Melon And Port Is The Simple Vintage Dessert To Impress Your Dinner Guests

Whether you're looking to serve a fresh dish alongside a pre-dinner aperitivo or are looking for a flavorful refreshment to present as dessert, melon and port might be exactly the dish you have been searching for. This punchy recipe has been around for centuries for good reason, and the boozy combination is the ideal companion for summer dinner parties and backyard barbecues.

With different recipes and presentations to choose from, the pairing of melon and port can be adjusted for any event you're hosting, and the variations of this easy-to-prepare coupling can keep guests satisfied. Not only will you be able to offer an aesthetically pleasing dish, but the simple mix can be put together quickly so you'll have more time to enjoy the party's festivities — and the timeless treat — for yourself. After the first bite, you may be wondering how something so delicious could be the invention of 18th-century monastics.

The evolution of melon and port

Spanish popes and monks in the 18th century first started slicing melon grown in the courtyards of their churches and collected from in and around the central regions of Italy, and while the gourd is sweet enough on its own, the ascetics discovered that these fleshy orbs were better when split in half, hollowed, and filled with port to drink. 

Though the origins of serving fortified wine from carved-out melons have been attributed to clergymen, Italians prompted a resurgence of this treat in the 1980s. Thankfully, the combination of port and melon transcended the walls of the church and reached the mouths of plebians across the globe, and variations of melon and port have accompanied cheese plates and have stood alone as a spotlighted dessert dish. While smaller melons can be similarly sliced and filled with port, chefs around the world have taken the recipe to new heights with cubed and diced fruit, caramel-enhanced sauces, and mixed cocktails borrowing the same flavors of the juicy, punchy combination.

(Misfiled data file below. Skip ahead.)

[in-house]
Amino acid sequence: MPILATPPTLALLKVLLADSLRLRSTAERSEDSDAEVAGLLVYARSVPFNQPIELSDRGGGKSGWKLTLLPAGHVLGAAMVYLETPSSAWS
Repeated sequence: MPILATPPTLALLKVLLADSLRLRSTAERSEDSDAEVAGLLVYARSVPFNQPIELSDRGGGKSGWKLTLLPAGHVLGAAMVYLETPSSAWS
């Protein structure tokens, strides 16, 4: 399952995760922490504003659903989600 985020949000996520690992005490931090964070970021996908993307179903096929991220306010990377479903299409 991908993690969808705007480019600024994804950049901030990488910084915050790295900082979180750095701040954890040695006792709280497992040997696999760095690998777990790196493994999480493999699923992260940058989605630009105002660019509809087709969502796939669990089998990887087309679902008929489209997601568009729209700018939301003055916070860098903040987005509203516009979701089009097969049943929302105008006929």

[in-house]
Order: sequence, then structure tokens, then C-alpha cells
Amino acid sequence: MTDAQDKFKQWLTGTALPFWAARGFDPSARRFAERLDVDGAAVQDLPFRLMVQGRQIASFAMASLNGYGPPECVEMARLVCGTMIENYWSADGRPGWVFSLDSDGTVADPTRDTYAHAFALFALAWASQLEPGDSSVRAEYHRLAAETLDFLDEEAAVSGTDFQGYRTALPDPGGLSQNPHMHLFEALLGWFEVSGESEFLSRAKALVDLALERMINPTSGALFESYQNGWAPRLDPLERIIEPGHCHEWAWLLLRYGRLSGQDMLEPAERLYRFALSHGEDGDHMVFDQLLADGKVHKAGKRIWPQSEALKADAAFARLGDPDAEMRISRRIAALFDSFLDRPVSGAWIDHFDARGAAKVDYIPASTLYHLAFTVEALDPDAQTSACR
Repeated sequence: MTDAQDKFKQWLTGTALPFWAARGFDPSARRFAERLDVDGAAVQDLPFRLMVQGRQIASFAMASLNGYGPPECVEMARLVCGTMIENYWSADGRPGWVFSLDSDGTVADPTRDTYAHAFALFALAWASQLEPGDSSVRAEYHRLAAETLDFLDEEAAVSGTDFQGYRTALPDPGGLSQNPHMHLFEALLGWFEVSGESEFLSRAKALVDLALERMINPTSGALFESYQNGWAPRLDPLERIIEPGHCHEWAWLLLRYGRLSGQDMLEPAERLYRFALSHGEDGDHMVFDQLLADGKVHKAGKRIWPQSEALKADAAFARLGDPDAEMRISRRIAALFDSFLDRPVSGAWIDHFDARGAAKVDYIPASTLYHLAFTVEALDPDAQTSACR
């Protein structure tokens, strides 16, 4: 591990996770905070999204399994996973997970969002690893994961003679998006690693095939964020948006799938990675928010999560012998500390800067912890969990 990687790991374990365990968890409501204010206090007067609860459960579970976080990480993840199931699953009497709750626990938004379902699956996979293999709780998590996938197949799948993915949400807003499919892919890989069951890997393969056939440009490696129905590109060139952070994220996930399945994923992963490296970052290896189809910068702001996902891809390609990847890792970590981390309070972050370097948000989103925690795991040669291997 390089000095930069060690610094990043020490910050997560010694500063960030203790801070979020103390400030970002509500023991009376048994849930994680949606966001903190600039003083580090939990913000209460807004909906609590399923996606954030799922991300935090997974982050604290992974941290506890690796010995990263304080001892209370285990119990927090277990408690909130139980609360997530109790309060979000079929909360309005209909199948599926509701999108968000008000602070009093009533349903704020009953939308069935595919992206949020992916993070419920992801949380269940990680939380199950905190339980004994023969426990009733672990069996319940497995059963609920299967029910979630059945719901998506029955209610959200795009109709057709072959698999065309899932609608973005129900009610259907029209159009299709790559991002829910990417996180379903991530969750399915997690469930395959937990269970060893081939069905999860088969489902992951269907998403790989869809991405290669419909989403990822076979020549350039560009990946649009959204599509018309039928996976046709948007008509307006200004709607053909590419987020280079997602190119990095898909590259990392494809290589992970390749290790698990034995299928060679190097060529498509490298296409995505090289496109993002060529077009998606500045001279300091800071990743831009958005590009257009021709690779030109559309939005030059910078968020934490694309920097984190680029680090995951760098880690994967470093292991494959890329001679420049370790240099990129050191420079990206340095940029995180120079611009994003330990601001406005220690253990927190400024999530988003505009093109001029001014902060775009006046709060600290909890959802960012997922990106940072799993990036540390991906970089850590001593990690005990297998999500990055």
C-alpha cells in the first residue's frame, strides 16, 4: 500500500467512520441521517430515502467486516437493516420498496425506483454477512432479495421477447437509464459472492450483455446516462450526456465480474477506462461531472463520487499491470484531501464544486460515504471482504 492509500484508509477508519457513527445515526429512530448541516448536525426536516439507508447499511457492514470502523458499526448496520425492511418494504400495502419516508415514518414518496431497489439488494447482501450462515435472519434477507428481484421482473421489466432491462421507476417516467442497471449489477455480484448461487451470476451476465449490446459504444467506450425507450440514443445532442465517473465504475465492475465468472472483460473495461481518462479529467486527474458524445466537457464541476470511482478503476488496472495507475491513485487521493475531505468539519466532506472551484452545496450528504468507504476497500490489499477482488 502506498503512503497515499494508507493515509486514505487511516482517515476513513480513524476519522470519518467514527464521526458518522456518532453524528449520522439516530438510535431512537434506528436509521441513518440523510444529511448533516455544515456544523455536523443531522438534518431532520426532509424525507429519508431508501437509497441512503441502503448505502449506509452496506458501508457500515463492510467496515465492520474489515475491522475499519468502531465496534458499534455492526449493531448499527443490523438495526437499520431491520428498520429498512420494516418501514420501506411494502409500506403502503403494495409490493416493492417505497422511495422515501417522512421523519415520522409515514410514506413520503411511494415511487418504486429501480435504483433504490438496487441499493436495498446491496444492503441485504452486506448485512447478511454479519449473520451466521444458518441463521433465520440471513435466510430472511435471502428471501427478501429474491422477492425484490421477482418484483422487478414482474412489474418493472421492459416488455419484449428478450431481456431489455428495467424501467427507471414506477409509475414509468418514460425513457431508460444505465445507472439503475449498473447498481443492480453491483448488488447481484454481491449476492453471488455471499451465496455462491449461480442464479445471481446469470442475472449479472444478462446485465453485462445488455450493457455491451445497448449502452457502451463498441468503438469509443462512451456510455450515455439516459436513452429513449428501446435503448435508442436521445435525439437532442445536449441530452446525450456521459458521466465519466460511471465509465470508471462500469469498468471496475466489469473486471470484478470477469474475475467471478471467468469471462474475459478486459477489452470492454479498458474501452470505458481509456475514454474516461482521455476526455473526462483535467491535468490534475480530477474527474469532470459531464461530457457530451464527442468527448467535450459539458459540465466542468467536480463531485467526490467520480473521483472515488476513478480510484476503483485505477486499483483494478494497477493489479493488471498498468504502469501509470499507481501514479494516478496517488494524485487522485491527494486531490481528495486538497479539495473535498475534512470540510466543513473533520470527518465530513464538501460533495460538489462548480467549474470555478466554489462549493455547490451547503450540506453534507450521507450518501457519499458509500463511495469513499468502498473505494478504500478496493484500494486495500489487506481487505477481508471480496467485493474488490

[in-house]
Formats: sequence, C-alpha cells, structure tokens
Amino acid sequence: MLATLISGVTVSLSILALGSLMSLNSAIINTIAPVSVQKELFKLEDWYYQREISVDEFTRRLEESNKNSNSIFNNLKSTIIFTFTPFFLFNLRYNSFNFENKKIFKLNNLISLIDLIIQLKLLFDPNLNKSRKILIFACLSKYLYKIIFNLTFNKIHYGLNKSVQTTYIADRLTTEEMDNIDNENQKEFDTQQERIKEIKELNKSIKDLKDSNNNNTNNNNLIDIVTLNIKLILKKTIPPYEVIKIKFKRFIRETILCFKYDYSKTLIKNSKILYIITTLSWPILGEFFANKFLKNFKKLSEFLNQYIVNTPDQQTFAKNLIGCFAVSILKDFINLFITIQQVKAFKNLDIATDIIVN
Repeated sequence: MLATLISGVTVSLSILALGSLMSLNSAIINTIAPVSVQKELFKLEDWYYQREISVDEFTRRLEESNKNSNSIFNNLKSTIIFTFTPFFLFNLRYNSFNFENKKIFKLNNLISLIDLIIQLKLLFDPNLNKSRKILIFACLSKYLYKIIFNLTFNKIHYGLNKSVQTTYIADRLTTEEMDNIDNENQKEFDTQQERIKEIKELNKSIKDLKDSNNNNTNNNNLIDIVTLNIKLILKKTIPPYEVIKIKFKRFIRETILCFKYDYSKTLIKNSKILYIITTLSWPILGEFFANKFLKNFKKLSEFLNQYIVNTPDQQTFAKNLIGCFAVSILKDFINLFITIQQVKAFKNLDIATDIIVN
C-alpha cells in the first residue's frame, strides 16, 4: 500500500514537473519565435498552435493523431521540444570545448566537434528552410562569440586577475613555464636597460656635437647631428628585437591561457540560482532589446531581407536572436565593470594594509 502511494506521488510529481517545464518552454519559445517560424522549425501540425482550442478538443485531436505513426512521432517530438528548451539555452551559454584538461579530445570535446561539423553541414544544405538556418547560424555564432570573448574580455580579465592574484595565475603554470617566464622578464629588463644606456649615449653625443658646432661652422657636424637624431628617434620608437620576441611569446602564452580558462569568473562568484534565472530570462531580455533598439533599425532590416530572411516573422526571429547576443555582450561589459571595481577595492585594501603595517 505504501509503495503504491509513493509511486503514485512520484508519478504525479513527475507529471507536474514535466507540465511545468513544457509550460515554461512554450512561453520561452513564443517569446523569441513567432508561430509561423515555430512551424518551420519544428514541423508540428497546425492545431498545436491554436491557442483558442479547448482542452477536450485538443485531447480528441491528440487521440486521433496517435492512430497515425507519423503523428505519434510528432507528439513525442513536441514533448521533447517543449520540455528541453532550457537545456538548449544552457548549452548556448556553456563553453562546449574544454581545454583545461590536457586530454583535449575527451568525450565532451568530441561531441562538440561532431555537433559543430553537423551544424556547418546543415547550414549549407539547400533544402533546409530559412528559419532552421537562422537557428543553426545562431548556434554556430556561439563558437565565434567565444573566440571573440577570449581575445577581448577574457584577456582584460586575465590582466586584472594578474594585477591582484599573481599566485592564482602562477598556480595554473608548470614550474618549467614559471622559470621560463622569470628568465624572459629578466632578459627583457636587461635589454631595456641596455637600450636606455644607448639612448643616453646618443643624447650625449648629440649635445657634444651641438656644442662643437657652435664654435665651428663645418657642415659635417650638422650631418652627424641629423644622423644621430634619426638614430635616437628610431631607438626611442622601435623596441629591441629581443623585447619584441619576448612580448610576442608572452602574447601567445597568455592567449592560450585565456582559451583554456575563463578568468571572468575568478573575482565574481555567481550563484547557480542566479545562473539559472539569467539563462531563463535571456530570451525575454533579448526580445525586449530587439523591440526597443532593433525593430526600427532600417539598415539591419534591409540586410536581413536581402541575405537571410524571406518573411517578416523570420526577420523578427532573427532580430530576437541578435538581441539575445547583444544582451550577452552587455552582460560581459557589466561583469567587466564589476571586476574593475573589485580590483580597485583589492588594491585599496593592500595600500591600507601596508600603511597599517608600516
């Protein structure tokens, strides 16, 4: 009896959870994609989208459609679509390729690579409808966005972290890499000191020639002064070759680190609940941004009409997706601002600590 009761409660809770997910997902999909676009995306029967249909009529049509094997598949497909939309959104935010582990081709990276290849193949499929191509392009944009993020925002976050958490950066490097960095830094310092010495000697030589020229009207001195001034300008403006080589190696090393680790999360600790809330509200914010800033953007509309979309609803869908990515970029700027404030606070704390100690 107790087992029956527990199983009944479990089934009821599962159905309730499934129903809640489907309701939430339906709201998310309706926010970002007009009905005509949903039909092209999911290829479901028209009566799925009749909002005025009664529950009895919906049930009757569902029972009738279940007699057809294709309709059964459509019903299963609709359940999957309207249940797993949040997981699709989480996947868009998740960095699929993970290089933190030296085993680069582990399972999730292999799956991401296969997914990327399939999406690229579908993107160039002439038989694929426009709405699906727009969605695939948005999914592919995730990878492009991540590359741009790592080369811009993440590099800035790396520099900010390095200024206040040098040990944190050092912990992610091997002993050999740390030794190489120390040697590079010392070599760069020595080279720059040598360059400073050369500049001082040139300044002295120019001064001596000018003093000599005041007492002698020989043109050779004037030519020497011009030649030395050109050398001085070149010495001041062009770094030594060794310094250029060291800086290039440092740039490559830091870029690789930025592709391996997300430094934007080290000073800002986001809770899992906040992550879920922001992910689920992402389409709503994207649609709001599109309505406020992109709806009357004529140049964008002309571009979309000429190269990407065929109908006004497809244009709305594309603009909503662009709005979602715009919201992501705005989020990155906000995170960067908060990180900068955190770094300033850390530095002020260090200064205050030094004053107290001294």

Serving port and melon at home

When served with port, the melon's sweetness is highlighted, and the combination of the two ingredients makes for a simple, refreshing treat that doesn't take much to prepare and master. Ideally, choose a Charentais melon to cut, though cantaloupe can also be used. Larger melons are best sliced, diced, or balled instead of filling a halved gourd with booze. While ruby port is most commonly paired with the melon, cognac or brandy can be swapped as a substitute. 

Depending on the desired taste of your dish, flaky salt can balance out any overpowering sweetness, dark chocolate can bring a bittersweet depth to the dish, and mint leaves can be a refreshing garnish to finalize the presentation. Experiment with adding strips of crystallized ginger or ground black pepper to build unique tasting notes in the dish, or use the port to make a dressing with olive oil and lemon juice for guests to garnish bowls of cut melon as they so choose. 

If you find that this combination of flavors goes down well with the attendees at your event, a similar flavor profile can be made into cocktail form, with melon, vodka, dry white port, and tawny port shaken with ice and served strained into a cold glass. Consider yourself warned: Your dinner parties may never be the same.